Jan Neumann and Jim Forsythe from Comcast shared how they architected a scalable data and machine learning platform with Delta Lake, MLflow, and Databricks to support their AI-powered voice remotes, including enriching petabytes of user session data and feeding it into an agile environment for model development and deployment. Check out the keynote recordings to hear perspectives from all the speakers.
Sessions and Trainings
Deeper technical content and tutorials continued outside the keynotes, with more than 170 sessions across over a dozen tracks, with speakers from Yelp, AirBNB, Lyft, Nike, Starbucks, Optum, FINRA, IBM, Verizon, Tencent, and many others. Topics varied widely, including stream processing, quality monitoring, testing, model serving, TensorFlow, SciKit-Learn, Keras, PyTorch, data pipelines, migrations, NLP, data governance, performance optimization, predictive modeling, graph algorithms, and many more. Sold out hands-on trainings dived deep into data engineering, data science, Spark programming, certification, deep learning, and machine learning.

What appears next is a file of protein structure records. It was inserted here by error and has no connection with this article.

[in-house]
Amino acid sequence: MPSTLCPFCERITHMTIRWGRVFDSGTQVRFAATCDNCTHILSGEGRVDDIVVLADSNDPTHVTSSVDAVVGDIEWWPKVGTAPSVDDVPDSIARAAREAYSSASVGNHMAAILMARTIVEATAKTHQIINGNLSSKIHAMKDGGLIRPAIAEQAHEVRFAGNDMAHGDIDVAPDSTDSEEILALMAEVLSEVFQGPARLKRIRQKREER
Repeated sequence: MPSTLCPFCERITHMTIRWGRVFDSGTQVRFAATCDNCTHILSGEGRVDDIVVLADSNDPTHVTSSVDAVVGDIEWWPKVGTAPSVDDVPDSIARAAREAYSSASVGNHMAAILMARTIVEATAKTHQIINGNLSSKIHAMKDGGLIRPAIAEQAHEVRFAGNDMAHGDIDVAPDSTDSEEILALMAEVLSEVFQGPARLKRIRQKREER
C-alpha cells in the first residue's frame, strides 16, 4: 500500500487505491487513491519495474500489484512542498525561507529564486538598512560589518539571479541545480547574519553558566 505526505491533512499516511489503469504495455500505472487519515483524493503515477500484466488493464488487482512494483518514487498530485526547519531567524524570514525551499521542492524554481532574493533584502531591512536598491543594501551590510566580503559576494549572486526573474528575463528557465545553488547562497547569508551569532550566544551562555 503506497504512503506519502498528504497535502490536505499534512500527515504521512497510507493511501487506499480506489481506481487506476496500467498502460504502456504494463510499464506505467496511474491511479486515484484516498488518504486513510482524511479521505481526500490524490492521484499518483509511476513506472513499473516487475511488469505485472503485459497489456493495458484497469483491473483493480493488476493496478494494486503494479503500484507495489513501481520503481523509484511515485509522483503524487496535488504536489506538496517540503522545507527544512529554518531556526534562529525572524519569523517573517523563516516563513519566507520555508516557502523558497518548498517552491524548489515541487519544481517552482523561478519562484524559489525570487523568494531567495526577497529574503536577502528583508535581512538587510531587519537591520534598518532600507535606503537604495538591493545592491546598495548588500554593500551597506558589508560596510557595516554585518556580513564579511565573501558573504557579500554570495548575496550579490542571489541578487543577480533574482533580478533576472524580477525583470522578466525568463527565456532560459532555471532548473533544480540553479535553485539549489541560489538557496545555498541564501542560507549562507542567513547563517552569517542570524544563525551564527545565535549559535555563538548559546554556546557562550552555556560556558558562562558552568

Women in Unified Analytics
Female leaders shared their perspectives across a series of events sponsored by the Databricks Diversity Committee. With speakers from Netflix, Stanford, LinkedIn, Workday, Apple, Google, and more, women brought thought leadership and perspectives to attendees at the Bay Area Spark Meetup, Women’s Breakfast, and Lunch Tech Talk + Panel.
Spark+AI Summit 2019 keynote videos are now available to see the newest product announcements and thought leadership. Follow @Databricks on Twitter or subscribe to our newsletter if you want to be notified whenever new content becomes available. You can also learn Apache Spark today on our free Databricks Community Edition or build a production Spark application with a free Databricks trial. As always, thanks for your support, and we look forward to seeing you in Spark + AI Summit Europe in Amsterdam in October and next year as well!